Even if you are scooping daily, you also need to change your cat’s litter on a regular basis. Even the best litter does not clump perfectly, meaning that some amount of urine and feces is always left behind after you scoop your cat’s litter. Over time, this urine and feces contributes to odors within the litter box, which are unpleasant for your cat.
In general, you should completely change your cat’s litter every one to four weeks. If multiple cats are using your litter box, weekly changes may be necessary. In the case of a litter box that is located in a low-traffic area of the home and rarely used, monthly litter changes may be acceptable. Change your cat’s litter as soon as you notice that the litter is beginning to appear “dirty”, even after scooping.
Litter box cleaning hacks
The first step to cleaning a litter box is to empty out all of the old litter. In many cases, the easiest way to do this is to pull a trash bag over the entire litter box (or the lower portion of the litter box, if your box has a lid). Then, gradually lift the litter box out of the bag. This is often a less messy approach than attempting to pour litter into a trash can!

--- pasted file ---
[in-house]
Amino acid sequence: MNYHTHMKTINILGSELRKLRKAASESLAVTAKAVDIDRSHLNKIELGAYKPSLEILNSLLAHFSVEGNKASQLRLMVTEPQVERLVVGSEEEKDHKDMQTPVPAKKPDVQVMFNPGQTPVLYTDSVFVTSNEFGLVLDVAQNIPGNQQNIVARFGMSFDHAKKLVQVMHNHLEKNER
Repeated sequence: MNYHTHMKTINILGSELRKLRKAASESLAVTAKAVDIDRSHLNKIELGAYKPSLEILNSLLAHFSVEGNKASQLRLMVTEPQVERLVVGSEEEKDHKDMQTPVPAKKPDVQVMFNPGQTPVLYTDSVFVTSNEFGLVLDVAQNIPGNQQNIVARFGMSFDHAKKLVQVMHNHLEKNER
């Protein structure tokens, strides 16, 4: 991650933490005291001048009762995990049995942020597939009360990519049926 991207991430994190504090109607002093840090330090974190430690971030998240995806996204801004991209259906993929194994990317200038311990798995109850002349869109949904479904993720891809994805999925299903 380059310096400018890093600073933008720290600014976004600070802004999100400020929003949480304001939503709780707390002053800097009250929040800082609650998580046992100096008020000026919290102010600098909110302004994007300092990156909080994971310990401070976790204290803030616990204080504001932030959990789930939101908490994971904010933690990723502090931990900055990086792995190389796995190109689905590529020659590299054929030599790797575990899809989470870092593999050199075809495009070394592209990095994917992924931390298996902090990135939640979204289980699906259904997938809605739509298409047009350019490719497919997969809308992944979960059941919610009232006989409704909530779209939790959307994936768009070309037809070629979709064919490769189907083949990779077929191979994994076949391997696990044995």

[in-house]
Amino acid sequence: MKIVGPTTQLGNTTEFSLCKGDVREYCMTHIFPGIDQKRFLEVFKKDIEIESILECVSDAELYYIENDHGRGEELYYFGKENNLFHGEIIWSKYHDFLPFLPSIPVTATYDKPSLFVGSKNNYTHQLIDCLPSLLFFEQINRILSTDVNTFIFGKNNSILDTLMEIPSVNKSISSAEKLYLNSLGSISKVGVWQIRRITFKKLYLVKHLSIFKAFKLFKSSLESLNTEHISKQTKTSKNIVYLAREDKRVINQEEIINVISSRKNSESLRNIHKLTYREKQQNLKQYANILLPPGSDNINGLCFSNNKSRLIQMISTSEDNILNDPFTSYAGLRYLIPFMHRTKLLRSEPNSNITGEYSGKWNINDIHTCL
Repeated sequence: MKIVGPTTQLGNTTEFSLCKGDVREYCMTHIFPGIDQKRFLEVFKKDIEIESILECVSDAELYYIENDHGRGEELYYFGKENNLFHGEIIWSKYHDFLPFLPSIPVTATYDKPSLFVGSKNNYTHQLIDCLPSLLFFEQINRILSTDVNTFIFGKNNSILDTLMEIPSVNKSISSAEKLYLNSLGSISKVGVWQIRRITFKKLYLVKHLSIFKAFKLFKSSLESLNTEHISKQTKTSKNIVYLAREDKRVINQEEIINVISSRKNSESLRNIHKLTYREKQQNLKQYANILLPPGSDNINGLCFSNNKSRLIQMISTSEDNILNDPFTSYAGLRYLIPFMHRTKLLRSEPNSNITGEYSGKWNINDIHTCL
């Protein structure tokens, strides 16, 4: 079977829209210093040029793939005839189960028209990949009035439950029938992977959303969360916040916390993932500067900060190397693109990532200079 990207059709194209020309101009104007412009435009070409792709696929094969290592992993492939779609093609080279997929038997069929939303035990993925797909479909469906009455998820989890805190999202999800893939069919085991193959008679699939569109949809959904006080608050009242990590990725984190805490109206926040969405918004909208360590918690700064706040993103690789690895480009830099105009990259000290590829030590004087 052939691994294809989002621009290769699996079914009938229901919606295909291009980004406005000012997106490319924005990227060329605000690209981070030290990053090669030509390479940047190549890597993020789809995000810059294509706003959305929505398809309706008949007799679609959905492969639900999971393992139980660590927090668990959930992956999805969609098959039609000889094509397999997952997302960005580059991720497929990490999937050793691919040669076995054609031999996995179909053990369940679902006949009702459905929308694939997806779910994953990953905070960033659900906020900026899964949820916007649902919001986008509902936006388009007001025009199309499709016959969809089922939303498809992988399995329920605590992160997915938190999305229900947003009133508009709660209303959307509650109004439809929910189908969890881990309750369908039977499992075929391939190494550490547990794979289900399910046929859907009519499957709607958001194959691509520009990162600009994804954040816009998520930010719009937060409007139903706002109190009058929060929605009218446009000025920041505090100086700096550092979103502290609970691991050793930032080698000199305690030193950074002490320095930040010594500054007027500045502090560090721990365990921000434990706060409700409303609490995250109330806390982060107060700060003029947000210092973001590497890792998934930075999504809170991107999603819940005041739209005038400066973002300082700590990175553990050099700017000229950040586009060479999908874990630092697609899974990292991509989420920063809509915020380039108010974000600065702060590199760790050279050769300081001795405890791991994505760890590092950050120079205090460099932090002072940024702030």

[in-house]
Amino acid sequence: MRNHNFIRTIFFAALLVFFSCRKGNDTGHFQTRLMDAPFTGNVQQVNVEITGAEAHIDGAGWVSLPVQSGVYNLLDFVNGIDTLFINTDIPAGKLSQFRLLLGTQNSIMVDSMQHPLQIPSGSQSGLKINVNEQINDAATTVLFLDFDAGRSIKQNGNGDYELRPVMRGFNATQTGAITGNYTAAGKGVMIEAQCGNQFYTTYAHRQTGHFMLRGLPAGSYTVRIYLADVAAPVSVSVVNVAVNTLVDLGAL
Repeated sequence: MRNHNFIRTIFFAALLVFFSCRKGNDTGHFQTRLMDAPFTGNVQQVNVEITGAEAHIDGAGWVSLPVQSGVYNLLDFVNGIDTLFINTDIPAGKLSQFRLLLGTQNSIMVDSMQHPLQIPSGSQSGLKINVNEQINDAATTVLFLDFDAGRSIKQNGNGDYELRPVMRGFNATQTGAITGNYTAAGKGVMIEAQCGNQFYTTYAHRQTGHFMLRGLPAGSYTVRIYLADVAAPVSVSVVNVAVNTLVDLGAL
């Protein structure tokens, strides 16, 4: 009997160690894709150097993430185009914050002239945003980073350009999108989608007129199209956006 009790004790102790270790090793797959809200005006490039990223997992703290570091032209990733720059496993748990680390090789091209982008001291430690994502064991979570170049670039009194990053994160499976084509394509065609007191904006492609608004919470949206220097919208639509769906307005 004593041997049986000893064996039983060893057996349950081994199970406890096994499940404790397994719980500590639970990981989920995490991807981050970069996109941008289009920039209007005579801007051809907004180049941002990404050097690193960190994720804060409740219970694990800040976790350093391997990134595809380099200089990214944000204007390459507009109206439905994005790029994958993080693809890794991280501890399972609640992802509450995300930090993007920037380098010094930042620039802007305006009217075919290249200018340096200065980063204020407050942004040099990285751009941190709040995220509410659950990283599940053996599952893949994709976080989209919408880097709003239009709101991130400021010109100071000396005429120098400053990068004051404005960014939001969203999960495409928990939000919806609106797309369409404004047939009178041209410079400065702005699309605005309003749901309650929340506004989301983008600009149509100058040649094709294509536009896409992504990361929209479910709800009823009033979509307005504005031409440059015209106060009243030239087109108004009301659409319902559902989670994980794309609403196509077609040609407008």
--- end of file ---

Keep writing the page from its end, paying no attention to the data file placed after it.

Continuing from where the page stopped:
Next, you will need to thoroughly clean your cat’s litter box. Avoid using strong disinfectants or strong-smelling cleaners, because these may be unpleasant for your cat and decrease the chances of them using the litter box after cleaning. Your best option is to clean the litter box with water and gentle dish soap. After thoroughly scrubbing all surfaces of the litter box, set it outside in the sun to dry and “air out.”